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#ukblackgirlaesthetic: Is it creating more division in our young black community?

Social media has been used as a form of self-expression for many people, especially on newer platforms like TikTok. Has the line between self-expression and mocking online been crossed?

By Alia Mcdonald.

TikTok is an app where you can upload your own videos as well as interacting with other people’s videos – this is done on the ‘for you’ page. This page is where various videos appear, depending on what videos you like or interact with (i.e., commenting or reposting); TikTok is tailored to you as a user. So, for example, if you like skateboarding and Tyler the Creator, you’ll see more of them.

Depending on what ‘side’ of TikTok you’re on, you might’ve heard of the hashtag, #ukblackgirlaesthetic which is where Black British girls express themselves through their outfits, uploading photos on the platform. The hashtag has amounted to 5.1 million views alone on TikTok.

The origin of the ‘Black girl aesthetic’ came from Instagram influencers, particularly Jayda Wayda.

Jayda Cheaves, also known as Jayda Wayda, is an Instagram influencer, CEO, author, and actress, who became popular for her fashionable flare on the social media platform, showcasing her outfits.

Influencer Jayda Wayda. Credit: @jaydacheaves

As well as Instagram influencers, brands like Fashion Nova, help contribute to the image of the ‘black girl aesthetic’. They have a current theme with their clothes which involves form fitting outfits, such as bodycon dresses, leggings, and tracksuit sets; these pieces come under the popular tag ‘BBL (Brazilian Butt Lift) fashion’. This is because the models that are used to show these fashion items have hourglass figures (or have bodies similar to a BBL).

It is important to reiterate that black people, especially black girls, and women, are not a monolith. We are all unique individuals that share one similarity: our skin colours.

Fashion is an outlet and it shouldn’t resort for people to go on TikTok Live and slander each other because one influencer suspects that the another influencer is ‘copying’ their style.

Afterall, an aesthetic that has been popularised on social media is bound to be duplicated by other people.

"Colourism has been an evident problem in the Black diaspora, especially in the fashion world. Dark skin Black women are either pushed to the back burner, discredited or mocked for their skin tone".

There’s so much division in the Black community and Black girls and women face these issues daily, such as colourism and misogynoir; so why tear each other apart over the mudane concept of who wore it first?

Another thing I have noticed is the negative reaction towards Black girls who dress alternatively, particularly dark skin Black girls.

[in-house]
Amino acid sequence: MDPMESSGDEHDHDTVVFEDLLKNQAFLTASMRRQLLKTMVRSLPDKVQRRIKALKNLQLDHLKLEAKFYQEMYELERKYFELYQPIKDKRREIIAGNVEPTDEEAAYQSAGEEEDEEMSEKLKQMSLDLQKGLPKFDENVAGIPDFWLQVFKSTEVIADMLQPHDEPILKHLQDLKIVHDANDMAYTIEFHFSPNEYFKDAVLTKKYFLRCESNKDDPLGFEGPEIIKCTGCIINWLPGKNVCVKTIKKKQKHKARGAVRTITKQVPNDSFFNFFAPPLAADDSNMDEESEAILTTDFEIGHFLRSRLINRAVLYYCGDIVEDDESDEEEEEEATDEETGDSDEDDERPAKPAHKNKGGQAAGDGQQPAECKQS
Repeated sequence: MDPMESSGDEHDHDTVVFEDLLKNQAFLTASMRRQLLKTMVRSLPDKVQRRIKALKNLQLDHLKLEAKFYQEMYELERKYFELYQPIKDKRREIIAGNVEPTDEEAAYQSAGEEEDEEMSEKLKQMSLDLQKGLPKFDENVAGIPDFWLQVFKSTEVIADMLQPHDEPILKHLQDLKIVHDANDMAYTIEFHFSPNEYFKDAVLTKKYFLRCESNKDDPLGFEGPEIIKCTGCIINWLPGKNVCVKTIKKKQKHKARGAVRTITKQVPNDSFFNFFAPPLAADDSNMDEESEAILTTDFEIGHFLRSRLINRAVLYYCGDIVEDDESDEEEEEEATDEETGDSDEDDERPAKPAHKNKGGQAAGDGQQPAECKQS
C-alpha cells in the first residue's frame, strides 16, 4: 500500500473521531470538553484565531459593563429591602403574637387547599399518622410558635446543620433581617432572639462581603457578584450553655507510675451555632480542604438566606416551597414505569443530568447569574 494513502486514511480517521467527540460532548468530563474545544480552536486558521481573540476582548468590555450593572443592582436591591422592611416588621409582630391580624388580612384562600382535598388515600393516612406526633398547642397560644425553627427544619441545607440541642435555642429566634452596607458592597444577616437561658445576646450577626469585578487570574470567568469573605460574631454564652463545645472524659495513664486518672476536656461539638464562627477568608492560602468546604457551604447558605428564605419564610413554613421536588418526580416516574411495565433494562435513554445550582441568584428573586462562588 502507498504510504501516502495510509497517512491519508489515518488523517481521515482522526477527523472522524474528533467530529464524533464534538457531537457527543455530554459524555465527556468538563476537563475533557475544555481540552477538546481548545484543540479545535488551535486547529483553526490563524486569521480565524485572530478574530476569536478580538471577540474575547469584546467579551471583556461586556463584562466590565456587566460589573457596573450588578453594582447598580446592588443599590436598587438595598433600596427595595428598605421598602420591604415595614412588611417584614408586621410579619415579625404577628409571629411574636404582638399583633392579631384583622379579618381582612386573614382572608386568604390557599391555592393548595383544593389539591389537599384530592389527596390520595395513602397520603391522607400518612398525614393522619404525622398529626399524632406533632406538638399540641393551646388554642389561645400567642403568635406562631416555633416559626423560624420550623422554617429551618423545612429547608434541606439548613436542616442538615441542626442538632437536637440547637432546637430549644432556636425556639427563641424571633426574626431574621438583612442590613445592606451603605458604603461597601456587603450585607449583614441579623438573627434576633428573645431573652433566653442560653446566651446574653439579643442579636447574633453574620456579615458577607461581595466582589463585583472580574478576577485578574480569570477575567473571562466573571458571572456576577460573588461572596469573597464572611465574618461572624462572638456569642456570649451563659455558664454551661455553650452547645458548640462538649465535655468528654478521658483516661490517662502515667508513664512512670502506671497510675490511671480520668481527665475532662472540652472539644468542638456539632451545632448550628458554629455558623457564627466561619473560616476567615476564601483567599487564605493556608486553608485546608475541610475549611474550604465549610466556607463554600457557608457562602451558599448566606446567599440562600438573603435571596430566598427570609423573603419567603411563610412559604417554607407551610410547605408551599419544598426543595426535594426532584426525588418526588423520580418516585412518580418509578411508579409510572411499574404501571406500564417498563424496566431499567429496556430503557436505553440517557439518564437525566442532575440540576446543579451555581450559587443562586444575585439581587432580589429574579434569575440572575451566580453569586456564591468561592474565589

A woman that comes to mind is Aliyah, also known as @aliyahsinterlude on Instagram and TikTok, is Sierra-Leonian American model reigning from New York City. She has been trending for the newly coined term ‘Aliyahcore’ that she came up with. In essence, ‘Aliyahcore’ is a combination of garments from different subcultures.

Aliyah. Credit: @aliyahsinterlude.

It’s different and refreshing. We’ve not seen the a pair of Moon Boots paired with a shorts, ear muffs and tshirts – this is because the Moon Boots are associated with winter and people wouldn’t typically wear them in the warmer months. Of course this would raise eyebrows - but this does not mean she should face unwarranted hate for simply expressing herself.

Many people have stood behind Aliyah, giving her support for #aliyahcore online.

She has even spoken up about it herself in a tweet: “y’all definitely give lighter skin women the freedom to dress differently / alternatively but let it be someone darker than a paper bag”.

Colourism has been an evident problem in the Black diaspora, especially in the fashion world. Darkskin Black women are either pushed to the back burner, discredited or in this case, mocked for their skin tone. While this happens, a lightskin Black women could have ‘copied’ Aliyahcore to the T but would have received better responses from people. Colourism works in mysterious and absurd ways.

Whether you follow the UK black girl aesthetic, dress alternatively, wear the same colour every day or just throw on anything from your wardrobe, people will have something to say, positive or negative. The important thing for young women and girls to remember when using social media, is you are beautiful whatever your shade and fashion style. Our clothes can be an expression of who we are, or how we feel, and we are all entitled to create our own personal expression without fear of online mockery and abuse. Just do you.


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